Toano special education teacher ensures students are supported inside and outside classroom

Excellent Educators

JAMES CITY COUNTY, Va. (WAVY) — The first week of May marks Teacher Appreciation Week.

Around this time every year, we recognize the educators who go above and beyond for their students. Over the last year, above and beyond took on a whole new meaning, which is why 10 On Your Side is honoring teachers every day for the month of May.

Creativity and flexibility are two qualities every teacher possesses. This year, those skills were taken to the next level.

Lindsey Ambrose, who teaches at Toano Middle School in James City County, made sure her students were supported in the midst of so many changes.

View all of WAVY’s Excellent Educators here

Ambrose has been teaching special education for seven years. Being in special education, she knows how to adapt, but says this year has been difficult.

“This last year has been very challenging,” said Ambrose. “It’s made me think out of my box and get out of my comfort zone a lot.”

When schools first closed in March, Ambrose made sure her students had the supplies they needed.

“We quickly gathered materials, we weren’t really sure,” said Ambrose. “My kids struggled with online learning.”

Just a few months later, she had another life-changing event.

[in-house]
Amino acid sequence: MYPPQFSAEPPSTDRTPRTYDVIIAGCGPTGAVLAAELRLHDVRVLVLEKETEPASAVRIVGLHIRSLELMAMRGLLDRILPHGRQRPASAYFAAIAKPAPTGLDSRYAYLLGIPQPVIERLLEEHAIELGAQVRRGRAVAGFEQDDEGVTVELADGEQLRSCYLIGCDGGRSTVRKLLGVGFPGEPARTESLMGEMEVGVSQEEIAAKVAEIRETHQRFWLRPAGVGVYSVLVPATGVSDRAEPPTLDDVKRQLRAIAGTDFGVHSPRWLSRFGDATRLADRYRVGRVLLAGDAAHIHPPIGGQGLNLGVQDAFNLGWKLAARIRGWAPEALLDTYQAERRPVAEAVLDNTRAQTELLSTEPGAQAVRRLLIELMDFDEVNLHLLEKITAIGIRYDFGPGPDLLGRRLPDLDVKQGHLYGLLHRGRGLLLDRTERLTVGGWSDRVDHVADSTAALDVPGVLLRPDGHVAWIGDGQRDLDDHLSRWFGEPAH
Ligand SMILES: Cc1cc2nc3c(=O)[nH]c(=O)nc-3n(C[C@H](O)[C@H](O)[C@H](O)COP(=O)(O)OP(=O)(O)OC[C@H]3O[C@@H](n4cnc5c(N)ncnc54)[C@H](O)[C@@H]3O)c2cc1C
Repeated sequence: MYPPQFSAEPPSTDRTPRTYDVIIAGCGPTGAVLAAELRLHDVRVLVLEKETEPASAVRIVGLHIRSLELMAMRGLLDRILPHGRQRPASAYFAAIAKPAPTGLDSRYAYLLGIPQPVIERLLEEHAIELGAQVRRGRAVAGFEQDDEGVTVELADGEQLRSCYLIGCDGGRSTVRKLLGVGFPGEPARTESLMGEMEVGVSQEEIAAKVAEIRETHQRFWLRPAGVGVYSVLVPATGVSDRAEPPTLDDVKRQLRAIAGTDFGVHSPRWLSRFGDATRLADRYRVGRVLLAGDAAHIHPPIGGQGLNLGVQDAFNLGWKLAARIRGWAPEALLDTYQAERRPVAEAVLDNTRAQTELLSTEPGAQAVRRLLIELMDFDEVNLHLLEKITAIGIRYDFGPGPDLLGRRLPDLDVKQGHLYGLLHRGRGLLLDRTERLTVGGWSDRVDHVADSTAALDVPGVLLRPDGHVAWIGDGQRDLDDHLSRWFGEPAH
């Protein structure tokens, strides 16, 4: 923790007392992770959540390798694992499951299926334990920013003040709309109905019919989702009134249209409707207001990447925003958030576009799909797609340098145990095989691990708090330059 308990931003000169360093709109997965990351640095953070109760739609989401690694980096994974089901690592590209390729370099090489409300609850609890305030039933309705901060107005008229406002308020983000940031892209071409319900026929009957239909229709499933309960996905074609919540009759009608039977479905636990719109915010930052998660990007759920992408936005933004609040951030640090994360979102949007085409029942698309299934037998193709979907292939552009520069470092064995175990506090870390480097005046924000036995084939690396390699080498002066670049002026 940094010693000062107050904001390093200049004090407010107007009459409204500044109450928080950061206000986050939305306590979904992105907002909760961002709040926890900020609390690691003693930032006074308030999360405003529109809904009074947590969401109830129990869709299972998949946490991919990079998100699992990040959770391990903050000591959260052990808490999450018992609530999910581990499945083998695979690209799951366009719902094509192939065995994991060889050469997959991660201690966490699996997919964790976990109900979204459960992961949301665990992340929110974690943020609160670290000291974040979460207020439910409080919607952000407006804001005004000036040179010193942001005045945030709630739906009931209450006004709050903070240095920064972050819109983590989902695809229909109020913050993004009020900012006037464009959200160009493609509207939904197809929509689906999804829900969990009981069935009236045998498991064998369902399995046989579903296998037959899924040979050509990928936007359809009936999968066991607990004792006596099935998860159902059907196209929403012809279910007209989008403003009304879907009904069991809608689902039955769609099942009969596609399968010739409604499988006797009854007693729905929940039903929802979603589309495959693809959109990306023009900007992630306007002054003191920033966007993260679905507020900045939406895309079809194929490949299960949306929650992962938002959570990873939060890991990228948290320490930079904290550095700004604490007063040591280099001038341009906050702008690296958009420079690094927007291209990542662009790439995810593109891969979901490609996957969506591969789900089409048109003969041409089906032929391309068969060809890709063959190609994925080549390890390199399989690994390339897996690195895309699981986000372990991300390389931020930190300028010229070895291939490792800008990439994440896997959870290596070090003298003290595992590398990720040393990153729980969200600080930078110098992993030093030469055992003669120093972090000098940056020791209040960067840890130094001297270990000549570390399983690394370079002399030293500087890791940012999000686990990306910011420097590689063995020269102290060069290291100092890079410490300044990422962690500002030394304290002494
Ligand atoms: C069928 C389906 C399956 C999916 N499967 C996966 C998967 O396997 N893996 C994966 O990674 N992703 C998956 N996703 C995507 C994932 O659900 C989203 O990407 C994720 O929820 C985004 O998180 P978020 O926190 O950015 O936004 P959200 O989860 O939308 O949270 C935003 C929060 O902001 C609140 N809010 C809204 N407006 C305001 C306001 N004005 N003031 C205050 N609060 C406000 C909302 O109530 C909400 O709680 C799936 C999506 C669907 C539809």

“I had a baby in May, so throwing that into the mix, it made it a little more challenging personally, so I kind of took my week and got back into it,” Ambrose said.

She was back to virtual teaching just one week after giving birth to her second child.

Ambrose said,” It kind of reminds me that in all of this craziness, there is goodness.”

She and her students were out of the classroom from March to September.

“It was pretty fun because I could stay in my pajamas all day and just lay down and watch TV,” said 7th grader Aiden Waller.

The students say they are happy to be back.

“Good to see my friends and learn,” said Justin LeCompte, also in 7th grade.

Ambrose made sure her students felt safe and protected in the classroom, creating barriers out of plastic pipes and shower curtains.

“We knew we would be eating in the classroom and doing activities and with my population of students, wearing a mask can be a challenge,” said Ambrose. “I wasn’t sure how they were going to adapt, but they’ve done beautifully.”

Ambrose comes from a family of educators and says teaching special education is “her cup of tea.”

She says the last year has been hectic, but she wouldn’t change a thing.

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